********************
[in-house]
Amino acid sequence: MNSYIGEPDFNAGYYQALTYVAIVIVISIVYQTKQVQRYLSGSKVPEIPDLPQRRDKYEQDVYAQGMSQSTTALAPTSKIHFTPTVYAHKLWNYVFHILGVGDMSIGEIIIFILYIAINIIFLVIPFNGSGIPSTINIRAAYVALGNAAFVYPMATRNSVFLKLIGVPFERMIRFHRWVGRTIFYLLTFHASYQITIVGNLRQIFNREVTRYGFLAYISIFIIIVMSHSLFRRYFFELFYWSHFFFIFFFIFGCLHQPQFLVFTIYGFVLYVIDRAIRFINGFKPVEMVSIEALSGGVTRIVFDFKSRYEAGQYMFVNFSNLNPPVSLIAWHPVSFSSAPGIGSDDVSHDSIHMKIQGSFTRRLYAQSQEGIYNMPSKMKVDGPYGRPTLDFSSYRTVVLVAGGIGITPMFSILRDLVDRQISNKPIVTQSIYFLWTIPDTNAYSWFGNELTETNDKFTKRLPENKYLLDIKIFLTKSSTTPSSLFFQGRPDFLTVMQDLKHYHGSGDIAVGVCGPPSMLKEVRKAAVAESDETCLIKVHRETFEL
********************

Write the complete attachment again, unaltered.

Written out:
[in-house]
Amino acid sequence: MNSYIGEPDFNAGYYQALTYVAIVIVISIVYQTKQVQRYLSGSKVPEIPDLPQRRDKYEQDVYAQGMSQSTTALAPTSKIHFTPTVYAHKLWNYVFHILGVGDMSIGEIIIFILYIAINIIFLVIPFNGSGIPSTINIRAAYVALGNAAFVYPMATRNSVFLKLIGVPFERMIRFHRWVGRTIFYLLTFHASYQITIVGNLRQIFNREVTRYGFLAYISIFIIIVMSHSLFRRYFFELFYWSHFFFIFFFIFGCLHQPQFLVFTIYGFVLYVIDRAIRFINGFKPVEMVSIEALSGGVTRIVFDFKSRYEAGQYMFVNFSNLNPPVSLIAWHPVSFSSAPGIGSDDVSHDSIHMKIQGSFTRRLYAQSQEGIYNMPSKMKVDGPYGRPTLDFSSYRTVVLVAGGIGITPMFSILRDLVDRQISNKPIVTQSIYFLWTIPDTNAYSWFGNELTETNDKFTKRLPENKYLLDIKIFLTKSSTTPSSLFFQGRPDFLTVMQDLKHYHGSGDIAVGVCGPPSMLKEVRKAAVAESDETCLIKVHRETFEL